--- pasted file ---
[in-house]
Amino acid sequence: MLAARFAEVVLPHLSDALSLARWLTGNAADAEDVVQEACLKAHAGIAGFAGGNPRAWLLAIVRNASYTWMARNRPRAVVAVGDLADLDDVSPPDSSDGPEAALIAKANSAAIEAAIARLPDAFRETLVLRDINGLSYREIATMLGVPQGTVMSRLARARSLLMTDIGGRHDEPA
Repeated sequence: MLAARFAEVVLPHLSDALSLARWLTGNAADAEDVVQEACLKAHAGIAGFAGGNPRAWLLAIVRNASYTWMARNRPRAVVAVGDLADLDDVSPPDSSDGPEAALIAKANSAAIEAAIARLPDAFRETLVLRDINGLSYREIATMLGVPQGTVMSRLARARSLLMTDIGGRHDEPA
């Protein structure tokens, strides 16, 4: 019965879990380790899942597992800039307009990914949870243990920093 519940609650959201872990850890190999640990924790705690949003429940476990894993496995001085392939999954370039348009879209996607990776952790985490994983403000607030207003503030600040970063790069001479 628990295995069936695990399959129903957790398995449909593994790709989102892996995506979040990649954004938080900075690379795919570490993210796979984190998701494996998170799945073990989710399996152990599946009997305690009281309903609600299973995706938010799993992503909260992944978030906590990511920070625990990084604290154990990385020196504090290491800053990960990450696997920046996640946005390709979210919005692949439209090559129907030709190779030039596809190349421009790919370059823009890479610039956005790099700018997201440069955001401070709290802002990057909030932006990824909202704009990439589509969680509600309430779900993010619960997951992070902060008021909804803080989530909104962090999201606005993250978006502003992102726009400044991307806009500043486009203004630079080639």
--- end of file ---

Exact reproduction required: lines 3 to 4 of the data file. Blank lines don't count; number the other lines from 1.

Repeated sequence: MLAARFAEVVLPHLSDALSLARWLTGNAADAEDVVQEACLKAHAGIAGFAGGNPRAWLLAIVRNASYTWMARNRPRAVVAVGDLADLDDVSPPDSSDGPEAALIAKANSAAIEAAIARLPDAFRETLVLRDINGLSYREIATMLGVPQGTVMSRLARARSLLMTDIGGRHDEPA
């Protein structure tokens, strides 16, 4: 019965879990380790899942597992800039307009990914949870243990920093 519940609650959201872990850890190999640990924790705690949003429940476990894993496995001085392939999954370039348009879209996607990776952790985490994983403000607030207003503030600040970063790069001479 628990295995069936695990399959129903957790398995449909593994790709989102892996995506979040990649954004938080900075690379795919570490993210796979984190998701494996998170799945073990989710399996152990599946009997305690009281309903609600299973995706938010799993992503909260992944978030906590990511920070625990990084604290154990990385020196504090290491800053990960990450696997920046996640946005390709979210919005692949439209090559129907030709190779030039596809190349421009790919370059823009890479610039956005790099700018997201440069955001401070709290802002990057909030932006990824909202704009990439589509969680509600309430779900993010619960997951992070902060008021909804803080989530909104962090999201606005993250978006502003992102726009400044991307806009500043486009203004630079080639």